Understanding Palestinian Anger
Just when I thought that the brief images on television, the few commentaries and news reports had finally begun to honestly depict the Israeli campaign of terror in the Occupied Territories, I received a letter from a friend who attended the funeral of eight more victims. The Israeli missile strikes, my friend informed me, took the lives of several activists, a journalist and two children.
I did my best to process the news of the massacre in a different fashion than CNN and other mainstream media outlets had reported. The "militants", as CNN called them, were political leaders who were well known and highly respected. And although the faces of the children and members of their family were hardly mentioned, I did my best to imagine the grief of their mother. I tried to picture the innocent looks on the faces of the two young brothers aged 6 and 11 as they were hit by Israeli missiles. I hoped and prayed they didn't suffer before they died.
Yet when I thought that I understood too well how the Palestinian people handled this latest massacre, which came only one day after another massacre of 6 young Palestinian men in the West Bank town of Jenin, the Nablus message came to tell me that what I thought I knew was hardly enough.
"I humbly apologize for not replying earlier," my friend wrote.
Nearly 580 Palestinians have thus far been killed, either gunned down by Israeli snipers, or slaughtered by missiles. Many were killed in their offices, or while walking in the streets. Others were children sleeping in their own homes among their families, but the greatest number of those killed were courageous young men who were murdered as they defended their villages from cruel occupation soldiers or ruthless settlers.
But the tearful words of my friend in Nablus were nothing worth mentioning here in the US, where news reporters have lost their ability to differentiate between the victim and murderer.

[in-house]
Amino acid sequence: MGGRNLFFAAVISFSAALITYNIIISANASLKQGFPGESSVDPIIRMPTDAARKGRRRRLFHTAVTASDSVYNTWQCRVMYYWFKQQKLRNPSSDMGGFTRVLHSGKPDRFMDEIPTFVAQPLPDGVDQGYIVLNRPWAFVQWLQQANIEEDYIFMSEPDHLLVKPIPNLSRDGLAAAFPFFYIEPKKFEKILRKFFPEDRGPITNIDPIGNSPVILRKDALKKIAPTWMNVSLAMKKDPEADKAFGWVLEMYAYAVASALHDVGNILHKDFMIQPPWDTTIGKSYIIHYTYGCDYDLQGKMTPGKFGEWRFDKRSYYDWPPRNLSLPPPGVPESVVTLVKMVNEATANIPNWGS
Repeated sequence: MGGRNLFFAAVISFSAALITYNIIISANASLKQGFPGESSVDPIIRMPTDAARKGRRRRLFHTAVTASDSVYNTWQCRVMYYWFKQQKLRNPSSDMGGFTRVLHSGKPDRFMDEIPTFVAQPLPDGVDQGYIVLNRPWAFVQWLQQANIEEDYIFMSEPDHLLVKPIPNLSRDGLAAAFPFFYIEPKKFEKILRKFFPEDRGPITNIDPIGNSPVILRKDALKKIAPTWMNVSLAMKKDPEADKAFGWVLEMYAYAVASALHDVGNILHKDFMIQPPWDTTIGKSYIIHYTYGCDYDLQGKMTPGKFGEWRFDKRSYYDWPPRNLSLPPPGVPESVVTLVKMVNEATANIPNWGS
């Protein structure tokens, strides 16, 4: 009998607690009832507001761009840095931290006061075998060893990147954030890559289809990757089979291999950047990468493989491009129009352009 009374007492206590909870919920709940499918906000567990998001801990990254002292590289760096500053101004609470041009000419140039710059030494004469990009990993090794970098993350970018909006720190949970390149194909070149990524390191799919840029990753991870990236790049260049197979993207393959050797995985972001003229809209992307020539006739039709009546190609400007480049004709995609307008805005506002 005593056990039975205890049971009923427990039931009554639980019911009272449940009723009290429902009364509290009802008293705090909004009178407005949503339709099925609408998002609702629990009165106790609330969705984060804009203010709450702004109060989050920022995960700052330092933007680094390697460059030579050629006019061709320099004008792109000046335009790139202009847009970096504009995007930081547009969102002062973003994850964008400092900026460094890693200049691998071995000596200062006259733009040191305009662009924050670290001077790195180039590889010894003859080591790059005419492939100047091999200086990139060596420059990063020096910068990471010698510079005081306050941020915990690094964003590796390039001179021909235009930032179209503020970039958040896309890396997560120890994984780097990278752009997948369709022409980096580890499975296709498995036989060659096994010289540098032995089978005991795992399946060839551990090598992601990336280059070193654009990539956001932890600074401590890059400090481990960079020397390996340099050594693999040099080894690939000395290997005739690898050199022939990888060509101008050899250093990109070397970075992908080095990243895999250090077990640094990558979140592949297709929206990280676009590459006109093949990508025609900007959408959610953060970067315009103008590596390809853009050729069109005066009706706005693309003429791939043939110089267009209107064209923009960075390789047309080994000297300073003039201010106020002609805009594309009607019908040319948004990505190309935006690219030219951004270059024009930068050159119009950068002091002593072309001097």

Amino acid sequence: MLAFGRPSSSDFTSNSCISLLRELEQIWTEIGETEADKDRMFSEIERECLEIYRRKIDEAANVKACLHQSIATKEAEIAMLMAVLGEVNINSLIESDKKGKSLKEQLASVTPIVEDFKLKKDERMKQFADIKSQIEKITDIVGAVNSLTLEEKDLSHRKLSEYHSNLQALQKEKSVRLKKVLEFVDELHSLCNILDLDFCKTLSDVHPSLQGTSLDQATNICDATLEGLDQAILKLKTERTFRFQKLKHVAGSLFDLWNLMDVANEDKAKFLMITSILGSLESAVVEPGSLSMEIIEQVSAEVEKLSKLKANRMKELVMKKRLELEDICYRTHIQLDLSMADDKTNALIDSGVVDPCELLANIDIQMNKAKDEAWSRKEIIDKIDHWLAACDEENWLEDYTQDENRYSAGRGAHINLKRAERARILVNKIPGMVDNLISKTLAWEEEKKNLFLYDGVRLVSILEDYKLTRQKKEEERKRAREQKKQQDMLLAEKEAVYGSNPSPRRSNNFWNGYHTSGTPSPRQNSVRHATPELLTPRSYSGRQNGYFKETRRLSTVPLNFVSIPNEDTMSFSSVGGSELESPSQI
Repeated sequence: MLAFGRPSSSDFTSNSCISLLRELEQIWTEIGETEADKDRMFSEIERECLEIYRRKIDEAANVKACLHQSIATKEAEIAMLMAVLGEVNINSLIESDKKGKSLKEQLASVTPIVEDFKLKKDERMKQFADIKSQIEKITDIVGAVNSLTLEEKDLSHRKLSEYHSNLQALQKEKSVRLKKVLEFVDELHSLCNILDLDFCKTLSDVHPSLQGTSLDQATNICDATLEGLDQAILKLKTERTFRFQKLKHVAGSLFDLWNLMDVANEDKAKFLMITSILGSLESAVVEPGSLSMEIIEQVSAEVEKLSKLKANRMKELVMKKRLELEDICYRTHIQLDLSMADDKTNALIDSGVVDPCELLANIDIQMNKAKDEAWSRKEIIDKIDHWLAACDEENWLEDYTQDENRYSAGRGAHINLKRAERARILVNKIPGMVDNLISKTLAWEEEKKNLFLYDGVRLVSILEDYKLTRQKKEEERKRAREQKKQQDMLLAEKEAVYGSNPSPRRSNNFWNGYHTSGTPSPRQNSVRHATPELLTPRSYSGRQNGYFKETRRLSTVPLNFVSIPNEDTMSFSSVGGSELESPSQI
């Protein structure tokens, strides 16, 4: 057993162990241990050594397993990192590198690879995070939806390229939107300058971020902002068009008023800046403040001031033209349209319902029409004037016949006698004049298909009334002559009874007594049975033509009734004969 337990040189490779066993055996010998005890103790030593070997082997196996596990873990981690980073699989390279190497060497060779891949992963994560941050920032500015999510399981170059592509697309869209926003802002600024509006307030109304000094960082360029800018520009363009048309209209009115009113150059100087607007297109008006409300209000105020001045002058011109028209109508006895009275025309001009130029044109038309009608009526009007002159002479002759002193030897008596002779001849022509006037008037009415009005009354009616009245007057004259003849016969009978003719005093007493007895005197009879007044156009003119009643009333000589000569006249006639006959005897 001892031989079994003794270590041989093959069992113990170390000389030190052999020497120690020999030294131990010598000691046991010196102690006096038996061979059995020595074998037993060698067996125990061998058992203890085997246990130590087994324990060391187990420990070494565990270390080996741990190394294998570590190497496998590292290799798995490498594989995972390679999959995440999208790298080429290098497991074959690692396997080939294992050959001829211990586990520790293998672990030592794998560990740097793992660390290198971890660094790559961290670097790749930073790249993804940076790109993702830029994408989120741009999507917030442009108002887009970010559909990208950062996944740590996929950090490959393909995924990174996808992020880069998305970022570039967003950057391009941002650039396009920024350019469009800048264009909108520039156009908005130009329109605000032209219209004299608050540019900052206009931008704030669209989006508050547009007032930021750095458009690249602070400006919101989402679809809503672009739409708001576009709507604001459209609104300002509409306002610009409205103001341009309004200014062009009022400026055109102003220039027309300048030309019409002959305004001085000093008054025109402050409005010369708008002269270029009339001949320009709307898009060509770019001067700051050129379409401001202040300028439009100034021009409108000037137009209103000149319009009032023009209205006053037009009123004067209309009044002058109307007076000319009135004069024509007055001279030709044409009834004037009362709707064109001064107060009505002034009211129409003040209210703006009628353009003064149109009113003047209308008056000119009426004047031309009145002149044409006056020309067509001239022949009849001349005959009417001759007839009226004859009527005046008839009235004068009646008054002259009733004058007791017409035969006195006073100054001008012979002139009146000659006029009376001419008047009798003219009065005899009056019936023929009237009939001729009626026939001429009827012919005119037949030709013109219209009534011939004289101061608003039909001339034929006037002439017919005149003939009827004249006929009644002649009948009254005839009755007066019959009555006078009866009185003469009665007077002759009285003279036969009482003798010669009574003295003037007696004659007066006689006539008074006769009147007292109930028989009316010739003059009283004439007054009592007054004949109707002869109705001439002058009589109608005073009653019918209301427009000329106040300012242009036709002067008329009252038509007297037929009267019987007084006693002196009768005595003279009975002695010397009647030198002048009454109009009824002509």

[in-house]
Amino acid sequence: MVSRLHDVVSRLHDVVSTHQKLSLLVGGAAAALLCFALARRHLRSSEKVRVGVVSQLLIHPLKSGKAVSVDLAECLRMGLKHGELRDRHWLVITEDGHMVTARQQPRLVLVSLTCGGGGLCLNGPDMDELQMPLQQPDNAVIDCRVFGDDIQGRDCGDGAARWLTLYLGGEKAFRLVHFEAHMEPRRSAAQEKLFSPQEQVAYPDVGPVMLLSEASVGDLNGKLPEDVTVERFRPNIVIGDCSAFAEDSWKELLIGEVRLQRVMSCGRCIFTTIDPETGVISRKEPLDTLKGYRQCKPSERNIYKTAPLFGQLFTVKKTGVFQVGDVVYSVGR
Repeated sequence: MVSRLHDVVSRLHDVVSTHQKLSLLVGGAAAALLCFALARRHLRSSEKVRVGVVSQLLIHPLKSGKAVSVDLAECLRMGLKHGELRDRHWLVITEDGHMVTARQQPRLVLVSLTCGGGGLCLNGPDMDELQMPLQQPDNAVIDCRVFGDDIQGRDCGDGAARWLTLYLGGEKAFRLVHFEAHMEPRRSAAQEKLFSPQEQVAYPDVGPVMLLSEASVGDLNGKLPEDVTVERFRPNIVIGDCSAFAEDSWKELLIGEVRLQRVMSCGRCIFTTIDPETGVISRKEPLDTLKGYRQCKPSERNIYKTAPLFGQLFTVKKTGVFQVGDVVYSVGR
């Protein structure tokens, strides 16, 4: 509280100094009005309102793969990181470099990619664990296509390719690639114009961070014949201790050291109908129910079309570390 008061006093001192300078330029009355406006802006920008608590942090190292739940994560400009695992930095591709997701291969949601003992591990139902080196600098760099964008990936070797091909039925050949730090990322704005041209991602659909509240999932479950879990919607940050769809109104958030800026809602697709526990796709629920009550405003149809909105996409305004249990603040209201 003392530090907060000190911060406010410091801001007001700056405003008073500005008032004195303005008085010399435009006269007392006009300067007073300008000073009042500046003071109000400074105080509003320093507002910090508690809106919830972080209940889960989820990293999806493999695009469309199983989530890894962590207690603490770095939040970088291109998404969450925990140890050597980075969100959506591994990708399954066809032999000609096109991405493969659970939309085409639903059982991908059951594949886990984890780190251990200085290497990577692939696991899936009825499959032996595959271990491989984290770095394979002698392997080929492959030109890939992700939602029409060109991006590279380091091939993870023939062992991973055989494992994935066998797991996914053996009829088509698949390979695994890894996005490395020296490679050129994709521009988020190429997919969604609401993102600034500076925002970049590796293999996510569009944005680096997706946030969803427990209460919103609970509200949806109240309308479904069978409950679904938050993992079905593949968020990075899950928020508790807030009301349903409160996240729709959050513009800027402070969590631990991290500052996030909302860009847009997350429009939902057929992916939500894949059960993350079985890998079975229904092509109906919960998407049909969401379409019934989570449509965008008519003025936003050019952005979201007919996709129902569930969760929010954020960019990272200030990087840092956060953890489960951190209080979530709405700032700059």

Within those two days, Israeli Prime Minister Ariel Sharon, through his policy of assassination, has managed to kill 16 Palestinians in the West Bank and Gaza. But the number seemed unimportant to the US media, as the US Vice President scrambled to find a proper justification to Israel's killings and lawmakers unfairly blamed Arafat for the violence.
But the number 16 sprung again, a few weeks later, when a young Palestinian man blew himself up in a crowded pizza parlor in Jerusalem on Thursday, August 9, killing 16 people.
Sadly, 16 and 16 are apparently two different numbers with two completely different values, as it depends on who is being counted. The American media reacted to killings of 16 Israelis with dismay and disgust. Meanwhile, no one had enough courage to ask what could drive a young man to blow himself up?
Many news outlets have conveniently forgotten to link the Jerusalem bombing to earlier events. Many have failed to admit that when a nation is under siege, its people will stand up and fight back.
It's tragic that despite the 'extensive coverage' of the Middle East in the US media, most Americans still think of Palestinians as the powerful and the Israelis as the victim.
Once Bill Clinton said he wanted to enter the heads of those young men to see what could drive them to commit these so-called suicide bombings. But I say to him, you need not enter anyone's head, just enter a refugee camp and attend a funeral of a Palestinian martyr and you might understand.
Ramzy Baroud is editor of the Palestine Chronicle, an independent internet magazine dedicated to issues regarding the Palestinian people.
Topics: Family, Occupation